Spotlight on Saving Tomorrow’s Agriculture Resources (STAR)

Organization Name: STAR | Saving Tomorrow’s Agriculture Resources

Location: Champaign, IL

Service Area: Illinois, Iowa, and Colorado

Mission: The STAR initiative will encourage farmers and landowners to adopt management practices and decisions that will reduce nutrient and soil losses on their fields, ultimately saving the agriculture resources that are unique to a local area. 

Organization Description: STAR provides a simple assessment tool for farmers and landowners to evaluate their current production system’s conservation practices at the field level, identify areas for improved management, document their progress, and share their successes. The STAR evaluation system assigns points for management activities on an annual basis, field by field. Scores are converted to a STAR Rating of 1 to 5 STARs, with 5 STARs indicating commitment to a suite of practices proven to improve soil health and water quality.

Program Highlights

Current Work

STAR began in Champaign County, Illinois, and has recently launched two affiliate state chapters, Iowa and Colorado. These new affiliate states are collaborating with Illinois to be a consistent messenger for soil health and water quality across geographic differences. STAR is looking towards expanding into other states and eventually creating a national alignment towards working lands conservation. The STAR web app for Illinois allows producers to easily select their fields, fill out the field form, quickly receive a STAR score, and get connected with technical assistance.

Who We Work With

First and foremost, STAR works with farmers and landowners of field crop farms. We also work with technical advisors and agricultural organizations.

The Problem

Illinois is one of the largest contributors of agricultural fertilizer runoff into the Mississippi River, and ultimately to the Gulf of Mexico, where the fertilizers produce a large hypoxic zone.

The Solution

The Illinois Nutrient Loss Reduction Strategy was one of the biggest pushes for the development of STAR. STAR focuses on voluntary conservation to help reduce the load of fertilizers that enter our surface waterways. STAR provides a tool for farmers to evaluate how they are doing from a conservation perspective. It was created by farmers for farmers to help them see how the practices they use affect water quality and where they can make a difference by adjusting their practices.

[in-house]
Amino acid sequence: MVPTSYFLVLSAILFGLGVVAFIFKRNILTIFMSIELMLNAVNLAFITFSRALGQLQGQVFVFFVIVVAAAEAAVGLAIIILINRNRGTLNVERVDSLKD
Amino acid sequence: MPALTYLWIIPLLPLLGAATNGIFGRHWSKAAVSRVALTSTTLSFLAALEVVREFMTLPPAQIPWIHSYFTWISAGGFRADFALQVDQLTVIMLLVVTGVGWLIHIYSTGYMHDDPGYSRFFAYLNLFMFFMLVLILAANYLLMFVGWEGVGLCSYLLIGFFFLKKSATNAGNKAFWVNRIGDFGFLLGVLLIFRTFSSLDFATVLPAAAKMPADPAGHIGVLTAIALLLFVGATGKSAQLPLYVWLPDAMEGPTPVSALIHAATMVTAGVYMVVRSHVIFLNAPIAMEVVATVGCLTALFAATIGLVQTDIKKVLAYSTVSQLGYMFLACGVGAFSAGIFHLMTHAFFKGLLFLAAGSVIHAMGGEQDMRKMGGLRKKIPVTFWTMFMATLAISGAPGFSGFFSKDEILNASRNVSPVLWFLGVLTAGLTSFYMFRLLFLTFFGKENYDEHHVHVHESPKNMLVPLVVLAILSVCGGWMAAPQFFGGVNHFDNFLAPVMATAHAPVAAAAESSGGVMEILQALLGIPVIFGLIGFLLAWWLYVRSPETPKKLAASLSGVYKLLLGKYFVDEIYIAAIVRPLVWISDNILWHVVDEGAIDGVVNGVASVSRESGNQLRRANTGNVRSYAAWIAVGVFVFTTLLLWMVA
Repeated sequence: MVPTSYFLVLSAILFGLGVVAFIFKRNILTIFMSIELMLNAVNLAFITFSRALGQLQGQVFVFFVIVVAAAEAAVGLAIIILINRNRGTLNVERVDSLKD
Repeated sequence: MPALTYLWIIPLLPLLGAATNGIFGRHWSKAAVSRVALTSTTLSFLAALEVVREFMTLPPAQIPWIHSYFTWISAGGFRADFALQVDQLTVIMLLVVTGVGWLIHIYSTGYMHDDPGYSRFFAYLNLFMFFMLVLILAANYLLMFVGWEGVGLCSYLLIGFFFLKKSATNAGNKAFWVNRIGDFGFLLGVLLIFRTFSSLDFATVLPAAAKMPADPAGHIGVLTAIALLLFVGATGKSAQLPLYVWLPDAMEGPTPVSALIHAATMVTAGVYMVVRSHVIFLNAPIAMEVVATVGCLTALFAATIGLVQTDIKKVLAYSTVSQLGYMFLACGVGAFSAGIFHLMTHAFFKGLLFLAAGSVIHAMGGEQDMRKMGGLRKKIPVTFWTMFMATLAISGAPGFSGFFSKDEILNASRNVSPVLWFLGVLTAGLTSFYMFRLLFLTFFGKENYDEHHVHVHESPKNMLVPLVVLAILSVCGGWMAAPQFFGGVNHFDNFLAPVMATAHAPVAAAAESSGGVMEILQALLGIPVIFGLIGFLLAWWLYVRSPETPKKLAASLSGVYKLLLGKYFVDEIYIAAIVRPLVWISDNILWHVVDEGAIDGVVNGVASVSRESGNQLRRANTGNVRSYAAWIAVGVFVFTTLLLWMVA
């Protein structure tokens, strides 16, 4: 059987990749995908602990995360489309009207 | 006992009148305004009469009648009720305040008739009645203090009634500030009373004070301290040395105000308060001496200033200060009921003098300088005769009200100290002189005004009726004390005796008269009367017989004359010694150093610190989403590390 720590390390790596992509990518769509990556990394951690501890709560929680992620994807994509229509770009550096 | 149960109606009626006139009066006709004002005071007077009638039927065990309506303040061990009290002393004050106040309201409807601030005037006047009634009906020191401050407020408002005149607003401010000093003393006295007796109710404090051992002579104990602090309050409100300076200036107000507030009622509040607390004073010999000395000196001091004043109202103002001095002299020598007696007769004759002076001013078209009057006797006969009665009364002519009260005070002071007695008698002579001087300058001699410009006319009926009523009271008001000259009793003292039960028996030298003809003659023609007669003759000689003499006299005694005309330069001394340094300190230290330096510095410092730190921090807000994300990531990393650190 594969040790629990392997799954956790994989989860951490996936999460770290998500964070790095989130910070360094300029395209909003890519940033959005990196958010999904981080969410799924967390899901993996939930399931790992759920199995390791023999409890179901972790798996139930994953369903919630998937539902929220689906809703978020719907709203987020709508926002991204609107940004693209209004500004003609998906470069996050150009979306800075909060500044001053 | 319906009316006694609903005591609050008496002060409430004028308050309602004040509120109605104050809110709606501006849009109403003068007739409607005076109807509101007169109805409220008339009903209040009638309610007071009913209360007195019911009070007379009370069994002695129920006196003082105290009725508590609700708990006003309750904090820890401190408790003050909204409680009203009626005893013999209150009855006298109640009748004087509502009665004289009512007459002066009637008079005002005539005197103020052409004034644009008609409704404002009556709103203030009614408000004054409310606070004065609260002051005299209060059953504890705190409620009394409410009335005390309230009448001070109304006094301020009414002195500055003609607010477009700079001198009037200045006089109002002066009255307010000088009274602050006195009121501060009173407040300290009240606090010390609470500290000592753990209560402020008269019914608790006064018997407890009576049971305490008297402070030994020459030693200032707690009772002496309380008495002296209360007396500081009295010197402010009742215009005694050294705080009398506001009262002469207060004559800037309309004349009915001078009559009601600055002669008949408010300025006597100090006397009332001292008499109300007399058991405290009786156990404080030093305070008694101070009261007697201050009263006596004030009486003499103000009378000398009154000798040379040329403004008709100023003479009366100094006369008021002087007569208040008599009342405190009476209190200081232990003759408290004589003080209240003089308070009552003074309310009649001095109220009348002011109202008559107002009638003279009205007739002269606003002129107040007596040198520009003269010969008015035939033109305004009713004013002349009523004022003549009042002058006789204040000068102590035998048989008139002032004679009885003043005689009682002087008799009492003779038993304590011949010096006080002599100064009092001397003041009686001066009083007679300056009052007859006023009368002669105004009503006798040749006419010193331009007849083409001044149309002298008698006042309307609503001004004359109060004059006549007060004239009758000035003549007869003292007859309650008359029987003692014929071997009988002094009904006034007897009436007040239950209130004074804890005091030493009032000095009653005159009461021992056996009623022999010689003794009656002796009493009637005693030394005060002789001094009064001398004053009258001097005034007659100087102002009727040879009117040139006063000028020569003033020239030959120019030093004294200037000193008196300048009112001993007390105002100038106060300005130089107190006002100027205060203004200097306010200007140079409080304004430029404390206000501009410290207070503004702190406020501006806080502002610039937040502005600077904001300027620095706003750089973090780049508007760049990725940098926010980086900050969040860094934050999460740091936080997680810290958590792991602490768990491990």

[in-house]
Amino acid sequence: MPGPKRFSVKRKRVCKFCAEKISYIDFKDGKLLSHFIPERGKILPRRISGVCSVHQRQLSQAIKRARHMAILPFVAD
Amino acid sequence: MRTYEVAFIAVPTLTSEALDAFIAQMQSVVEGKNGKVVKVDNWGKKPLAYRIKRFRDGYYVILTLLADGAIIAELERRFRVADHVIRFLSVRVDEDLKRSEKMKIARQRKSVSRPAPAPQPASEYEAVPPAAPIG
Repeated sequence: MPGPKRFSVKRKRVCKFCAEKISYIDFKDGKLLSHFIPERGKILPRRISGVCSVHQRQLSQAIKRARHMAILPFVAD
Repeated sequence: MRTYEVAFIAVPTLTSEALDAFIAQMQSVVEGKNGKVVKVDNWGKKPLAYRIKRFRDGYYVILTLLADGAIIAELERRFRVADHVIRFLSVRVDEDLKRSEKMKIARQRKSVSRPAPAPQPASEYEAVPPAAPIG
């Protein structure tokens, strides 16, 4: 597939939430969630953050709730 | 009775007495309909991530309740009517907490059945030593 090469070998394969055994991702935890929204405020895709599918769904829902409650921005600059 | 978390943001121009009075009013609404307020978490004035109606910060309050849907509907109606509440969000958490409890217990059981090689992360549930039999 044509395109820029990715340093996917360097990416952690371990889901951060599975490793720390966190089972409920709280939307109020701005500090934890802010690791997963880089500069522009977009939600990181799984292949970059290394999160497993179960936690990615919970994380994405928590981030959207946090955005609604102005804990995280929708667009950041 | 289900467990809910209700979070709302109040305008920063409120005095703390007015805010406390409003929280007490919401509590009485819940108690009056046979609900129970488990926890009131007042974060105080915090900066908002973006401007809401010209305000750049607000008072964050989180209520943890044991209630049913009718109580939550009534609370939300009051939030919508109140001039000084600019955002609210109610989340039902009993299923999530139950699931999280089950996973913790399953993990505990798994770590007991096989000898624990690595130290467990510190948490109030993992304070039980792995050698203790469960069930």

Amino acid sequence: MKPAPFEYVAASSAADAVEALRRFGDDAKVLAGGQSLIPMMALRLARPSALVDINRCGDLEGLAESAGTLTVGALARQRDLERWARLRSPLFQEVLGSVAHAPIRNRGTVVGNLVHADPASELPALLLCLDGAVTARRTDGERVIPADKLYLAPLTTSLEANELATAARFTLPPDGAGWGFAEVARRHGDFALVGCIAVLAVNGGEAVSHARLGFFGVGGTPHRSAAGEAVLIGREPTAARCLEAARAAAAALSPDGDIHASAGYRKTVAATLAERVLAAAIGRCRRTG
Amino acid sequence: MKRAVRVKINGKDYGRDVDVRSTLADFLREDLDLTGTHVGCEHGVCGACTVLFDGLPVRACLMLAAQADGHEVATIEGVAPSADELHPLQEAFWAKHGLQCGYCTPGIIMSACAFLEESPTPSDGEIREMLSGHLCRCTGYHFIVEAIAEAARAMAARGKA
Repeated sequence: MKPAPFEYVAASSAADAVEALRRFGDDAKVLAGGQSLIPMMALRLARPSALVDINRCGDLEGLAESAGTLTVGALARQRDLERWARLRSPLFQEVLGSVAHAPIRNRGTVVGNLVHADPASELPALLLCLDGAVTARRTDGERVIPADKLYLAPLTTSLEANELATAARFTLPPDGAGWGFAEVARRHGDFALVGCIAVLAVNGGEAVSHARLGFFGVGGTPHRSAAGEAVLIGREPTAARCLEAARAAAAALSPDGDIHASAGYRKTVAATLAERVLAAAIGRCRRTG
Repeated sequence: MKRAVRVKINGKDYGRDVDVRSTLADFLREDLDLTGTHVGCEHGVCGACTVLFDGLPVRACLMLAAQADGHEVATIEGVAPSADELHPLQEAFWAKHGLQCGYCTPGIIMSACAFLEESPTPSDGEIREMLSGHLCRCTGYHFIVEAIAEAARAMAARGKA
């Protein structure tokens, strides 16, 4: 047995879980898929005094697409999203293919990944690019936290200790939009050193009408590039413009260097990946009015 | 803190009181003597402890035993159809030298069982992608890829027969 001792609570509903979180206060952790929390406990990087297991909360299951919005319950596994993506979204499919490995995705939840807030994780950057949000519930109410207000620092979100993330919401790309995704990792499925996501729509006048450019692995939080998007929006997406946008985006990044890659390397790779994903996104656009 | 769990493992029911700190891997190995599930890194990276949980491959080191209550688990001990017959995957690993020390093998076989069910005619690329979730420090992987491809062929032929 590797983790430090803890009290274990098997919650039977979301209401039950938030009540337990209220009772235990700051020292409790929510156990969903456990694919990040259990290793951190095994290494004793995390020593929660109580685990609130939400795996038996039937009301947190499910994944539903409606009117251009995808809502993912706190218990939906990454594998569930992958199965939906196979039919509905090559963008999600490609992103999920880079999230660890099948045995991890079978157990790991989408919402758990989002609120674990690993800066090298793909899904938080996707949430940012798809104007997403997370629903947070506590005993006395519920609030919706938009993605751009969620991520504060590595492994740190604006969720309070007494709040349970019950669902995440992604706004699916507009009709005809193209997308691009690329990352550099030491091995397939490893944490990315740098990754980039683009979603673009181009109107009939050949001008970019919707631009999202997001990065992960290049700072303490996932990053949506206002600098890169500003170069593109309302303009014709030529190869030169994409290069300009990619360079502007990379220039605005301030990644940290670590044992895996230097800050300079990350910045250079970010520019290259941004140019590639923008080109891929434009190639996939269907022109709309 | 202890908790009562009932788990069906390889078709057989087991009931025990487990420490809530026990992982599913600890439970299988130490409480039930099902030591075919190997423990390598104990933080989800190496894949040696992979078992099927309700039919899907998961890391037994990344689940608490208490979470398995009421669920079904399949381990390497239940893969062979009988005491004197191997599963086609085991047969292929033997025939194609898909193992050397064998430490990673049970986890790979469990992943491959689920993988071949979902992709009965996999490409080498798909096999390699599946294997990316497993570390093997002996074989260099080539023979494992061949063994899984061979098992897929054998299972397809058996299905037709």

Something Special

Right now, STAR doesn’t exist anywhere else. It is not a certification program. It is purely a simple-to-use tool to help a producer make decisions and evaluate what they are doing without third-party pressure and without feeling compelled through regulation. The STAR tool also focuses on field-level practices. Every operation is different from the next, but inside every operation every field is different; whether it is soil type, nearby streams and flooding issues, or leases and contractual agreements on certain fields. Analyzing conservation practices and outcomes at the field-level gives a farmer flexibility to make changes field to field.


Communicating with farmers about conservation is a shared challenge across the sector. It is a delicate and difficult task, but it is made easier by our voluntary approach to conservation.

Inspiration – What gets you excited about this work?

Stories from STAR farmers who are finding value in the tool are a huge inspiration. We are beginning to realize the impact that we can have on neighbors after they see a STAR field sign, go through the process with the field form, and see how simple and easy it is.

Key Takeaway

Let’s work together on it. STAR can be integrated into several other tools and programs; complement the program and give more value to that program, with field by field analysis and connection to local technical assistance. STAR field signs to show off rating and influence their neighbors.

Contact Information

Chandler Bruns, STAR Operations Manager

[email protected]

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